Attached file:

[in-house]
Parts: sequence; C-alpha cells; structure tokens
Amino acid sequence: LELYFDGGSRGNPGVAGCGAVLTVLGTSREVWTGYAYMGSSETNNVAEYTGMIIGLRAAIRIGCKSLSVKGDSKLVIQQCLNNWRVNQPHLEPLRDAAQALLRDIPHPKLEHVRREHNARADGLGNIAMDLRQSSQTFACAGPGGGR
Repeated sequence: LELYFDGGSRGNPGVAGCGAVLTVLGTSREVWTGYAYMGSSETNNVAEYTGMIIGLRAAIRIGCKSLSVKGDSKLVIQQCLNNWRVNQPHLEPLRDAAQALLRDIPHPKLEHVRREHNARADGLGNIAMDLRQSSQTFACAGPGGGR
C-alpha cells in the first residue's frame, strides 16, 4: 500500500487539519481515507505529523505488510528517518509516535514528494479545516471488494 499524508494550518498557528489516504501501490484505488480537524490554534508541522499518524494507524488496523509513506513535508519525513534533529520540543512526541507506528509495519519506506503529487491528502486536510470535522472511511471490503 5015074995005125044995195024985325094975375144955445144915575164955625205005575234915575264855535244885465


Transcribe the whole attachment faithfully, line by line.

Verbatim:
[in-house]
Parts: sequence; C-alpha cells; structure tokens
Amino acid sequence: LELYFDGGSRGNPGVAGCGAVLTVLGTSREVWTGYAYMGSSETNNVAEYTGMIIGLRAAIRIGCKSLSVKGDSKLVIQQCLNNWRVNQPHLEPLRDAAQALLRDIPHPKLEHVRREHNARADGLGNIAMDLRQSSQTFACAGPGGGR
Repeated sequence: LELYFDGGSRGNPGVAGCGAVLTVLGTSREVWTGYAYMGSSETNNVAEYTGMIIGLRAAIRIGCKSLSVKGDSKLVIQQCLNNWRVNQPHLEPLRDAAQALLRDIPHPKLEHVRREHNARADGLGNIAMDLRQSSQTFACAGPGGGR
C-alpha cells in the first residue's frame, strides 16, 4: 500500500487539519481515507505529523505488510528517518509516535514528494479545516471488494 499524508494550518498557528489516504501501490484505488480537524490554534508541522499518524494507524488496523509513506513535508519525513534533529520540543512526541507506528509495519519506506503529487491528502486536510470535522472511511471490503 5015074995005125044995195024985325094975375144955445144915575164955625205005575234915575264855535244885465